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Ecosystem Ecology Group

800 532 Stroud Water Research Center

About the Group

The Ecosystem Ecology Group focuses on interactions among physical, chemical, and biological elements of riverine ecosystems that organize ecological behavior at local and regional scales. We are also interested in the effects of global change (land use, atmospheric deposition, emergent contaminants) on the structure and function of streams and rivers, and the need for more socio-ecological perspectives on conservation and restoration of running water ecosystems.

Ecosystem Ecology Staff

Photo of Stephanie Bernasconi hiking in the mountains

Stephanie Bernasconi

Research Technician, Part-Time Environmental Educator
Sara Damiano

Sara Damiano

Research Technician
Michael Gentile

Michael Gentile

Research Technician
Marc Peipoch, Ph.D.

Marc Peipoch, Ph.D.

Assistant Research Scientist
Myriah Wadley

Myriah Wadley

Research Technician, Part-Time Environmental Educator

Ecosystem Ecology News

Publication title with image of a mayfly
Biophysical heterogeneity, hydrologic connectivity, and productivity of a montane floodplain forest
Peipoch, M., P.B. Davis, and H.M. Valett. 2022. Ecosystems, early online access.
The Viscosity Effect: A Newly Found Connection Between the Riparian Zone and Water Quality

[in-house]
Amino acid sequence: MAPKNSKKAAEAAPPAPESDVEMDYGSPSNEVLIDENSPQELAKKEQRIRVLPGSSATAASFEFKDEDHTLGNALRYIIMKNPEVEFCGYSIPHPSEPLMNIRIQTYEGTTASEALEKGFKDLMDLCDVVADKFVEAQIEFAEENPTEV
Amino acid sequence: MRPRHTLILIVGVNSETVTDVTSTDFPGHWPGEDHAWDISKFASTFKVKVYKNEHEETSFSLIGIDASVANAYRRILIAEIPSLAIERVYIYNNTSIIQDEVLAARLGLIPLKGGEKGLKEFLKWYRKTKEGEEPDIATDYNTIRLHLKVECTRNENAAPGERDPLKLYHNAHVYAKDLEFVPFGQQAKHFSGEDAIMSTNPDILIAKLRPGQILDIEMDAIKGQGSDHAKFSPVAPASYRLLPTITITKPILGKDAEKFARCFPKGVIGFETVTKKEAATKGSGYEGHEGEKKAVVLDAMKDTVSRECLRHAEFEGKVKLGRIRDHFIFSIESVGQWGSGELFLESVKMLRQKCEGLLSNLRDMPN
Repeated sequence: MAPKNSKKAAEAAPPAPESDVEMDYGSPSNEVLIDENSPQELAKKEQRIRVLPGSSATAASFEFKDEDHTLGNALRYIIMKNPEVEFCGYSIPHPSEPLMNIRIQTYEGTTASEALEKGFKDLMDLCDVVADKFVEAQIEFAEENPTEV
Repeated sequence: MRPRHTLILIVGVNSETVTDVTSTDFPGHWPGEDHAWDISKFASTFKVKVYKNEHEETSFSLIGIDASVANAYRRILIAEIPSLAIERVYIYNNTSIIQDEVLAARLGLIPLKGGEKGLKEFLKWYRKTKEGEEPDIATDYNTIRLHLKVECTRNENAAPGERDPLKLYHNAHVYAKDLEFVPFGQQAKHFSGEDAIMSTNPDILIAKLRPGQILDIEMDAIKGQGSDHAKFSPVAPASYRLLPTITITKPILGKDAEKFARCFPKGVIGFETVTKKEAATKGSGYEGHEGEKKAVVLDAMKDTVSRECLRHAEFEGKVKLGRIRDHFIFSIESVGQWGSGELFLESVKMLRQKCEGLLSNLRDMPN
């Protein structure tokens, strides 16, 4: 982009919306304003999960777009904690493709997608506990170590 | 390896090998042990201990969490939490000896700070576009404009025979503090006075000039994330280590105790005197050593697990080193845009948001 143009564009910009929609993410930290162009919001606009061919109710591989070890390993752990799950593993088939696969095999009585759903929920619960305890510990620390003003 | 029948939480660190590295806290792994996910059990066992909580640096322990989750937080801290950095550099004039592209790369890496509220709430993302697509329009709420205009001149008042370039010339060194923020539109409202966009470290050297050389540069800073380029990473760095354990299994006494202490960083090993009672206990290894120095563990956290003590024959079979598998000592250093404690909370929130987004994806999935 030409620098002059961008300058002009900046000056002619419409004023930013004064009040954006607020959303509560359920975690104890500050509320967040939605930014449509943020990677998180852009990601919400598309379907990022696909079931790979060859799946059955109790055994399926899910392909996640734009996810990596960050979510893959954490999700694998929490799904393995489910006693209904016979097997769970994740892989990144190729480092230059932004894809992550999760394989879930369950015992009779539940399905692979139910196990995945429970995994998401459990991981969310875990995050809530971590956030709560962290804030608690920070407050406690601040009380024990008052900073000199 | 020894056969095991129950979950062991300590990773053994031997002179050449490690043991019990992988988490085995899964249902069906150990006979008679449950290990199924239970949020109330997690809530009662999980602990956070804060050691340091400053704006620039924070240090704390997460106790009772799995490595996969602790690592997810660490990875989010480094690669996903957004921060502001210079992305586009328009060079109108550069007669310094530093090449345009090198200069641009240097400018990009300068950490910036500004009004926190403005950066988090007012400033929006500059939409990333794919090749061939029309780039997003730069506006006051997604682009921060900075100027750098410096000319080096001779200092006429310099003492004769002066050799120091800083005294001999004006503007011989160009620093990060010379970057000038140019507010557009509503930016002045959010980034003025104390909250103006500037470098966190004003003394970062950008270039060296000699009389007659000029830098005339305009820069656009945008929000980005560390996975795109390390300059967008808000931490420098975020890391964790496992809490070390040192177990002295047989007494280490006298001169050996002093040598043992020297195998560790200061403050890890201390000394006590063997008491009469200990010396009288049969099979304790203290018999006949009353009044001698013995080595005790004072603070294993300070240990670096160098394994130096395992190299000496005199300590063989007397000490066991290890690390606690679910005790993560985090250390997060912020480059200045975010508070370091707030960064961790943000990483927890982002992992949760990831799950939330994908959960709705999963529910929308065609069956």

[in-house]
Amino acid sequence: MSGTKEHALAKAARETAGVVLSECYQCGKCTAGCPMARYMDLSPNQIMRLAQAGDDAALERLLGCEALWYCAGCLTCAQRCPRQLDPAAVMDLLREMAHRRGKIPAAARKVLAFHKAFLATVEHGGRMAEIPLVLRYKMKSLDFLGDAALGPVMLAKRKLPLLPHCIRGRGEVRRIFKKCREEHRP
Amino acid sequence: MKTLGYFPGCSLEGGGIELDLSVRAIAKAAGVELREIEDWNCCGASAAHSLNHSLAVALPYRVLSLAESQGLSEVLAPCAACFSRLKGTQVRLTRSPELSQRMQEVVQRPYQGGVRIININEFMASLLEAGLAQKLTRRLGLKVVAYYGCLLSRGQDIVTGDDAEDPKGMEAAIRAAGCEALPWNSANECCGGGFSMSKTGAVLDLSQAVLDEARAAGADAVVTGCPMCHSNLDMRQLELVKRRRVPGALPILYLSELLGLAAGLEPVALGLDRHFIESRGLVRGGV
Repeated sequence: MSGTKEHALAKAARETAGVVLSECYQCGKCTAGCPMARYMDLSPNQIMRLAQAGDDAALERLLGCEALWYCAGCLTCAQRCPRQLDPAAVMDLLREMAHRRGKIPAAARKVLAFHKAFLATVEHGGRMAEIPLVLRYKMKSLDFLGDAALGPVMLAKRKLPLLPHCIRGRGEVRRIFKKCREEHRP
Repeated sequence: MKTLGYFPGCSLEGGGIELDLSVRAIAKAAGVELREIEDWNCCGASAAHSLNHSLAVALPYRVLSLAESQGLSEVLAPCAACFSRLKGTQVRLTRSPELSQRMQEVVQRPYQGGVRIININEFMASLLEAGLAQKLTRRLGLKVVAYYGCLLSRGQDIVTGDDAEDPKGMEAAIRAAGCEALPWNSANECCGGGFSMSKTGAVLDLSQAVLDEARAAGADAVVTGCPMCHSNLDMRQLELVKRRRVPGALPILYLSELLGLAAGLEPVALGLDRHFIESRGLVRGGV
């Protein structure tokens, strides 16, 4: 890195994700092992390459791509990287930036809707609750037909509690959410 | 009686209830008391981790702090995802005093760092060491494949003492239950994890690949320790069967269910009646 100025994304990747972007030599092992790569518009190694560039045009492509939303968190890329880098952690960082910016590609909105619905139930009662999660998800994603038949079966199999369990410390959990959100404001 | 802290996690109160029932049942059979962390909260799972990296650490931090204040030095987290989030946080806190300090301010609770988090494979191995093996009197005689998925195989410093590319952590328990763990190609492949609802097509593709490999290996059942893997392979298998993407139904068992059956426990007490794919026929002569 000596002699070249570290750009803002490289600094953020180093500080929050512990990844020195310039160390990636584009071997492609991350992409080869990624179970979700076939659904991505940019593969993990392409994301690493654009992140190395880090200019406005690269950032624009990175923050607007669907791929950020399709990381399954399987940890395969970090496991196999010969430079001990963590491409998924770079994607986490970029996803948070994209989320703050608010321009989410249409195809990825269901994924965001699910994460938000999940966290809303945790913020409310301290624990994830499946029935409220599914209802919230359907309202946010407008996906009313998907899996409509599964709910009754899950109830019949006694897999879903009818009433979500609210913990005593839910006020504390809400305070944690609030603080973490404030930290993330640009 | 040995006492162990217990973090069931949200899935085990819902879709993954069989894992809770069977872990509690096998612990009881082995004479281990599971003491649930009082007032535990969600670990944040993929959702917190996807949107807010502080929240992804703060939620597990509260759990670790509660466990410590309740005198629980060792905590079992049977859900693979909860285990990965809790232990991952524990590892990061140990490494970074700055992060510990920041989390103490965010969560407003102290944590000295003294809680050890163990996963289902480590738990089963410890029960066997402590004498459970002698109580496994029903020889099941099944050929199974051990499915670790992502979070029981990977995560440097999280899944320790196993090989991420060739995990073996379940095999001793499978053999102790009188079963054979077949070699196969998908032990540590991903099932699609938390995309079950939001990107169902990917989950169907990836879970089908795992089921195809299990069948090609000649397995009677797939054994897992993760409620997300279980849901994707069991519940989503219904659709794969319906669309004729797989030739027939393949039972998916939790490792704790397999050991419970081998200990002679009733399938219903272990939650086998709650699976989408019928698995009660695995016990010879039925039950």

The Viscosity Effect: A Newly Found Connection Between the Riparian Zone and Water Quality
A new Stroud Center study shows that the density of water plays a previously overlooked role in nutrient and carbon cycling in freshwater ecosystems.
Two scientists paddle on the Brandywine Creek in Pennsylvania during an algae bloom.
New Way to Trace Algae Origins Could ID Sources of Water Pollution
Real-time chlorophyll sensors can be used to determine the origins of algae in rivers and streams. 
Publication title with image of a mayfly
A global synthesis of human impacts on the multifunctionality of streams and rivers
Brauns, M., D.C. Allen, I.G. Boëchat, W.F. Cross, V. Ferreira, D. Graeber, C.J. Patrick, M. Peipoch, D. von Schiller, and B. Gücker. 2022. Global Change Biology, early online access.
Publication title with image of a mayfly
Metabolism and soil water viscosity control diel patterns of nitrate and DOC in a low order temperate stream
Oviedo-Vargas, D., M. Peipoch, and C. Dow. 2022. Journal of Geophysical Research: Biogeosciences 127(5), e2021JG006640.
Algal bloom in Brandywine Creek where it flows under a railroad bridge.
Who’s Polluting Our Water? Scientists’ New Way to Trace Algae Origins Could Tell Us
Not all algae are harmful but too much can be deadly. Why? Because when they die, the blooms feed bacteria that rob the water of oxygen.